Controversies in contraception for women with epilepsy

  title={Controversies in contraception for women with epilepsy},
  author={Sanjeev V Thomas},
  journal={Annals of Indian Academy of Neurology},
  pages={278 - 283}
  • Sanjeev V Thomas
  • Published 1 July 2015
  • Medicine
  • Annals of Indian Academy of Neurology
Contraception is an important choice that offers autonomy to women with regard to prevention of unintended pregnancies. There is wide variation in the contraceptive practices between continents, countries, and societies. The medical eligibility for contraception for sexually active women with epilepsy (WWE) is determined by the type of anti-epileptic drugs (AEDs) that they use. Enzyme inducing AEDs such as phenobarbitone, phenytoin, carbamazepine, and oxcarbazepine increase the metabolism of… 

Figures and Tables from this paper

Contraception in women with epilepsy: Potential drug interactions between contraceptive hormones and enzyme inducing antiepileptic drugs
The co-administration of lamotrigine and oral hormonal pills is especially complicated by unpredictable interactions and requires several considerations, so the current guidelines for concurrent use of hormonal contraception and AEDs in WWE are reviewed.
Interactions Between Anti-Epileptic Drugs and Contraceptives: A Review
The different therapeutic options should be analyzed together with the epileptic patients in order to achieve and optimize the best goal for each one and practical recommendations for the management of contraception in epilepsy patients are offered.
Women’s Issues in Epilepsy
  • E. Bui
  • Medicine, Psychology
  • 2022
Important external hormonal influences may impact women with epilepsy particularly in the context of gender-affirming medications, hormonal replacement therapy, and fertility therapies, as well as pregnancy-related concerns around fertility, seizure destabilization, and antiseizure medication–associated teratogenicity.
Seizure Freedom in Patients with Dravet Syndrome with Contraceptives: A Case Report with Two Patients.
Two girls with Dravet syndrome are reported on, who gained seizure freedom under therapy with contraceptives, and it is unclear whether and how this observation can be used therapeutically.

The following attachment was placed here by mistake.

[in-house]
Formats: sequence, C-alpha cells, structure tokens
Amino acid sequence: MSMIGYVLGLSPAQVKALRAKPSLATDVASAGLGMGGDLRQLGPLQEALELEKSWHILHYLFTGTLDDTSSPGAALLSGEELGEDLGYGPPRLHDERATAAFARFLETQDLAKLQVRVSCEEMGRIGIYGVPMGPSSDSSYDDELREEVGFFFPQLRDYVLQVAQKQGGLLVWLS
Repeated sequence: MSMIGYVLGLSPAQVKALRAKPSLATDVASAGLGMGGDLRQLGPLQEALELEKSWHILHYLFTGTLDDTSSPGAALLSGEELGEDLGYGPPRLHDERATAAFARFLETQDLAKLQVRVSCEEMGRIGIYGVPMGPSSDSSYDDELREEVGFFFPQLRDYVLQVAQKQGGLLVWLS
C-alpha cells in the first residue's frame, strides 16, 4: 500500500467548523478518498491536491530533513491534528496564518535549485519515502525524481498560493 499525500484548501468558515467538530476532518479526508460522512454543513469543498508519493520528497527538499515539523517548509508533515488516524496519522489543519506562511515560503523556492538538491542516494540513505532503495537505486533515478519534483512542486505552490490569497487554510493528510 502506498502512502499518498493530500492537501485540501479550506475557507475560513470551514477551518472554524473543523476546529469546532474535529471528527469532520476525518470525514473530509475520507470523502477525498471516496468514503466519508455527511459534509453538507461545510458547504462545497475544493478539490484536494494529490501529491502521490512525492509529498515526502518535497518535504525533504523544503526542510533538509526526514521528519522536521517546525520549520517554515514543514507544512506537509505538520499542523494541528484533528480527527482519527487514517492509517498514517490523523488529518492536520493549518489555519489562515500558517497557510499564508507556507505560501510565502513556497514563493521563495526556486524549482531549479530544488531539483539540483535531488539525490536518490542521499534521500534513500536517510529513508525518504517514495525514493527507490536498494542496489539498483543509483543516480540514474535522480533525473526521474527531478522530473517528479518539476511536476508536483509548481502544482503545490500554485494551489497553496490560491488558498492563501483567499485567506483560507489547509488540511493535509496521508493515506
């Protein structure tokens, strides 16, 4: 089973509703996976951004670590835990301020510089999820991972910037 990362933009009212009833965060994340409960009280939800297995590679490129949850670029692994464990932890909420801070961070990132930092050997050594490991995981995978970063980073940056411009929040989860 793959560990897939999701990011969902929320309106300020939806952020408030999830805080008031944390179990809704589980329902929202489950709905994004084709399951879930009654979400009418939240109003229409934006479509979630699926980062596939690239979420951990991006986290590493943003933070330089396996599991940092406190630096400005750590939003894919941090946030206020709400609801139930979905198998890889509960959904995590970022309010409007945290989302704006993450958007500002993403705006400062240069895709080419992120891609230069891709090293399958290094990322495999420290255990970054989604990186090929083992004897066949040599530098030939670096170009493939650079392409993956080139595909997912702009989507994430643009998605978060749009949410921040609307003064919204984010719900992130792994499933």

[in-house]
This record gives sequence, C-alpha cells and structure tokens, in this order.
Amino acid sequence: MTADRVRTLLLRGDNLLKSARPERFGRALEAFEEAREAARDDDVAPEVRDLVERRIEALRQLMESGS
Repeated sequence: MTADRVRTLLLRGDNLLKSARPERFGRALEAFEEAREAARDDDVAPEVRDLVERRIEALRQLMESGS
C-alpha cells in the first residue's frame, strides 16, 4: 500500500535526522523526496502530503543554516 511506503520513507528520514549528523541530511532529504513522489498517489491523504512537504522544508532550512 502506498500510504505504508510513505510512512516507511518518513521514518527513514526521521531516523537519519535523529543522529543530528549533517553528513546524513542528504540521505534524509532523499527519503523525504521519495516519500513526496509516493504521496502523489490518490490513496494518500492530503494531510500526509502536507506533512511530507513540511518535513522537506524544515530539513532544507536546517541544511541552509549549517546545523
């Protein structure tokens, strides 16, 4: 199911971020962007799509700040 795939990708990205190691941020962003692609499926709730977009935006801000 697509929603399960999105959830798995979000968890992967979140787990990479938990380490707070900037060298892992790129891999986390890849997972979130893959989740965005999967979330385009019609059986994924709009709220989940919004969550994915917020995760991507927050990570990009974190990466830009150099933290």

Update on management of epilepsy in women for the non-neurologist
The interplay of the female hormonal state and epilepsy is complex and has to be taken in to consideration when managing women with epilepsy related to their role in reproduction.
Contraception, pregnancy, and peripartum experiences among women with epilepsy in Bhutan
Health care cost associated with the use of enzyme-inducing and non-enzyme–active antiepileptic drugs in the UK: a long-term retrospective matched cohort study
Patients in the UK who initiated epilepsy therapy with an EIAED appeared to be at higher risk of complications associated with enzyme induction, and in long-term matched cohort analyses, the median total direct health care cost associated with EIAed therapy was higher than with nEAAEDs.
Affektive Störungen in der Schwangerschaft
When assessing the risks and benefits of psychopharmacotherapy in women who are or wish to get pregnant, not only the exposure of the child to potentially teratogenic drug effects but also potential complications during or after pregnancy and long-term neuropsychological issues need to be addressed.
Contraception advice for women with epilepsy
A 22 year old student attends your practice asking for contraception. She has idiopathic generalised epilepsy diagnosed five years ago, which is controlled with lamotrigine. She does not plan to


Antiepileptic drugs and hormonal contraceptives in adolescent women with epilepsy
Although adequate seizure control is the critical requirement of an AED, the potential for interactions with hormonal contraception and the increased risk for endocrine disturbances caused by drugs that alter hepatic microsomal enzymes suggest additional potential advantages for AED treatment that does not affect these enzymes.
Reproductive history, sexual behavior and use of contraception in women with epilepsy.
Contraception for Women with Epilepsy
Antiepileptic drugs that induce hepatic enzyme activity may alter the metabolism of most hormonal methods of contraception, and this affects the contraceptive regime, and a review considers these interactions and offers advice about their management.
Variation in Lamotrigine Plasma Concentrations with Hormonal Contraceptive Monthly Cycles in Patients with Epilepsy
Summary:  Purpose: This is the first report comparing intrasubject lamotrigine (LTG) plasma concentrations between hormonal contraceptive (HC) intake and week‐off phases in epilepsy patients
Lamotrigine plasma levels reduced by oral contraceptives
Host factors affecting antiepileptic drug delivery-pharmacokinetic variability.
Multidrug resistance gene expression correlates with progesterone production in dehydroepiandrosterone-induced polycystic and equine chorionic gonadotropin-stimulated ovaries of prepubertal rats.
It seems that progesterone produced by the granulosa cells may act in an autocrine manner to induce the expression of Pgp, which is found in the preovulatory follicles, cystic follicle, and corpora lutea.
Women with epilepsy.
A 25-year-old woman presents to the clinic for management of her epilepsy and notes that her menstrual periods have always been irregular and she has not had a period for 2 months.
P450 gene induction by structurally diverse xenochemicals: central role of nuclear receptors CAR, PXR, and PPAR.
  • D. Waxman
  • Biology, Chemistry
    Archives of biochemistry and biophysics
  • 1999
P450 induction by xenobiotics may in some cases lead to a perturbation of endogenous regulatory circuits with associated pathophysiological consequences, leading to the proposal that these receptors may primarily serve to modulate hepatic P450 activity in response to endogenous dietary or hormonal stimuli.